Sopranos Still a Killer


The Sopranos' fourth season ended with a hit on Dec. 8, although it wasn't the "whacking" that some TV critics were hankering to see. The finale, after a season in which some said the show lost some of its vitality, earned the show's second-best rating ever and 12.5 million viewers, second only to this season's premiere, which nabbed 13.4 million viewers.

Carmela's kicking Tony out of the house wasn't the finale's only surprise: NBC's chairman Bob Wright made a brief—and involuntary—cameo appearance, some eagle-eyed viewers noticed.

Against The Sopranos
that Sunday night, ABC's Alias
attracted 9.2 million viewers. CBS boasted 11 million viewers for its Sunday-night movie, and NBC's Law & Order: Criminal Intent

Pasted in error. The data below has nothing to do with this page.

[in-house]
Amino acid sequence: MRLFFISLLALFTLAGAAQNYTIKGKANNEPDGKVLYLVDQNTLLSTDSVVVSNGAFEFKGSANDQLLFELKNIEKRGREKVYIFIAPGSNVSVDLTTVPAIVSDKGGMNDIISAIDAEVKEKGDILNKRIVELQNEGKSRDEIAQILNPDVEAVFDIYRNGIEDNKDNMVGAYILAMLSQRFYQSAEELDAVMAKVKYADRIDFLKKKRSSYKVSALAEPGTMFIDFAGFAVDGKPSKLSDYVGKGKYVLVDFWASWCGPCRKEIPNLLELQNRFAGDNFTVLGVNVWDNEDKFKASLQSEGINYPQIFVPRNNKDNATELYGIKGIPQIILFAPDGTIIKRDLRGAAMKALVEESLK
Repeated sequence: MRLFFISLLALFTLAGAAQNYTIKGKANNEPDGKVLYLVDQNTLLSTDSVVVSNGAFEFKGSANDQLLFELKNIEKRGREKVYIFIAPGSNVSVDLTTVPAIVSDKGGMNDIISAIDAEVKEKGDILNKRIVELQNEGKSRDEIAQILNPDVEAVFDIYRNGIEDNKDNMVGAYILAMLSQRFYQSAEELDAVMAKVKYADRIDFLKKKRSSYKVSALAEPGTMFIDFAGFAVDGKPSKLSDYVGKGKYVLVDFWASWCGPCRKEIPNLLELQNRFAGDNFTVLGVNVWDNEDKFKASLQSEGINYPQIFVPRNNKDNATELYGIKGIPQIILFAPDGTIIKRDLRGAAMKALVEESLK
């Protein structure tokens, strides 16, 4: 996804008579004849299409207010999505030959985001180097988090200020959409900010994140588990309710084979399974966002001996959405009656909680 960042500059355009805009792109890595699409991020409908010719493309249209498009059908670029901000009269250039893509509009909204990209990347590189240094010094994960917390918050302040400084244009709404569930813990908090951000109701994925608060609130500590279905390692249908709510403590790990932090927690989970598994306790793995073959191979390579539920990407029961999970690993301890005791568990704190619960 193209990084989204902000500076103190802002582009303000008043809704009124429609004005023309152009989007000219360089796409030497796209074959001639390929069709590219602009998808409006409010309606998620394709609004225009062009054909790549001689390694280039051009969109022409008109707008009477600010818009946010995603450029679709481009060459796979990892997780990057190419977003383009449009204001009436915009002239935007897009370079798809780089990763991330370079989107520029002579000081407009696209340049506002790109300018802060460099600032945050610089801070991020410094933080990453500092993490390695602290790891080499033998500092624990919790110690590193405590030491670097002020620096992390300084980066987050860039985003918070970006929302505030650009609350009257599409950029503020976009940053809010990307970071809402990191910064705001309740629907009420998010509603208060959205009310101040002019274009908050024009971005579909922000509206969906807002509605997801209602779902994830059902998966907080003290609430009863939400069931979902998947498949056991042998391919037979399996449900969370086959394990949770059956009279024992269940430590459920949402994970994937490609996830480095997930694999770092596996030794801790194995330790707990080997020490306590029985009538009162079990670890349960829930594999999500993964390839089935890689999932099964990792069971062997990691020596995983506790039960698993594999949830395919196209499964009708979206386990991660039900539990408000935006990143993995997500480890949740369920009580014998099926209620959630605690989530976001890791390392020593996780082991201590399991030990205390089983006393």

was the broadcast winner with 12.2 million viewers.

"The Sopranos
has certainly created a problem for the networks on Sunday night," said Roy Rothstein, head of research for Zenith Media. "When you already have big ratings and get all this publicity, viewers will come."

The Sopranos
was clearly on NBC Chairman Bob Wright's mind 18 months ago, when he sent a memo and a tape of a particularly graphic Sopranos
episode to entertainment-industry execs, questioning, rather philosophically, the show's impact on television and, in particular, NBC.

That earned Wright an unwitting bit part in the season finale. In a scene in which actress Drea de Matteo absently watches TV as her mobster fiancé, played by Michael Imperioli, sweats through stomach crunches, Wright appears on an apartment TV in the background, speaking at an NAB convention. Wright said later he saw the episode but never saw himself in it, which isn't surprising. It was a very brief cameo.